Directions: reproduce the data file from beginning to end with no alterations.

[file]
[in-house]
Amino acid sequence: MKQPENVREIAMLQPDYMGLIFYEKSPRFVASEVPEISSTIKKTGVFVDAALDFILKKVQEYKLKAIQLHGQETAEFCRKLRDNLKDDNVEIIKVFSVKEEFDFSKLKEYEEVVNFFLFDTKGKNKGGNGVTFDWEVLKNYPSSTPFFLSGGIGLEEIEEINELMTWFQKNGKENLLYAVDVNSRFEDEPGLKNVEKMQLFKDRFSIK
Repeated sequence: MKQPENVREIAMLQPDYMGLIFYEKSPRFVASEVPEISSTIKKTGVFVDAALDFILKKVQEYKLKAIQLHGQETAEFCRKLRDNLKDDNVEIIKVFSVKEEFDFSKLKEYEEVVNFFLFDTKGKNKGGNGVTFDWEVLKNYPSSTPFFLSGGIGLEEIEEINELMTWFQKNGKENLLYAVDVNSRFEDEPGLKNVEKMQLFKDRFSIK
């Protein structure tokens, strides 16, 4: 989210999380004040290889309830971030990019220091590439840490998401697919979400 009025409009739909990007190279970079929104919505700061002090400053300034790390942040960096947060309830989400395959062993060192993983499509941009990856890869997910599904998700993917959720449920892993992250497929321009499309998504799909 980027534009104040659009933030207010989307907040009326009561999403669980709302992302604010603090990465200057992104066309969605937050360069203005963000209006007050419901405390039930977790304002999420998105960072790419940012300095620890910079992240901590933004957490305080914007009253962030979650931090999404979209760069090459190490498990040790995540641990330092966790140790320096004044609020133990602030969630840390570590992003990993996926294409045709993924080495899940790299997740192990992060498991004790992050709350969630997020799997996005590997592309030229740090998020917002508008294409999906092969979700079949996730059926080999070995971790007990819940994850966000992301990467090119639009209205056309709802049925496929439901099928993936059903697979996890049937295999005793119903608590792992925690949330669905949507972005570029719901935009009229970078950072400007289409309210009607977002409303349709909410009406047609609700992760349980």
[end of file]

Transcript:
[in-house]
Amino acid sequence: MKQPENVREIAMLQPDYMGLIFYEKSPRFVASEVPEISSTIKKTGVFVDAALDFILKKVQEYKLKAIQLHGQETAEFCRKLRDNLKDDNVEIIKVFSVKEEFDFSKLKEYEEVVNFFLFDTKGKNKGGNGVTFDWEVLKNYPSSTPFFLSGGIGLEEIEEINELMTWFQKNGKENLLYAVDVNSRFEDEPGLKNVEKMQLFKDRFSIK
Repeated sequence: MKQPENVREIAMLQPDYMGLIFYEKSPRFVASEVPEISSTIKKTGVFVDAALDFILKKVQEYKLKAIQLHGQETAEFCRKLRDNLKDDNVEIIKVFSVKEEFDFSKLKEYEEVVNFFLFDTKGKNKGGNGVTFDWEVLKNYPSSTPFFLSGGIGLEEIEEINELMTWFQKNGKENLLYAVDVNSRFEDEPGLKNVEKMQLFKDRFSIK
């Protein structure tokens, strides 16, 4: 989210999380004040290889309830971030990019220091590439840490998401697919979400 009025409009739909990007190279970079929104919505700061002090400053300034790390942040960096947060309830989400395959062993060192993983499509941009990856890869997910599904998700993917959720449920892993992250497929321009499309998504799909 980027534009104040659009933030207010989307907040009326009561999403669980709302992302604010603090990465200057992104066309969605937050360069203005963000209006007050419901405390039930977790304002999420998105960072790419940012300095620890910079992240901590933004957490305080914007009253962030979650931090999404979209760069090459190490498990040790995540641990330092966790140790320096004044609020133990602030969630840390570590992003990993996926294409045709993924080495899940790299997740192990992060498991004790992050709350969630997020799997996005590997592309030229740090998020917002508008294409999906092969979700079949996730059926080999070995971790007990819940994850966000992301990467090119639009209205056309709802049925496929439901099928993936059903697979996890049937295999005793119903608590792992925690949330669905949507972005570029719901935009009229970078950072400007289409309210009607977002409303349709909410009406047609609700992760349980």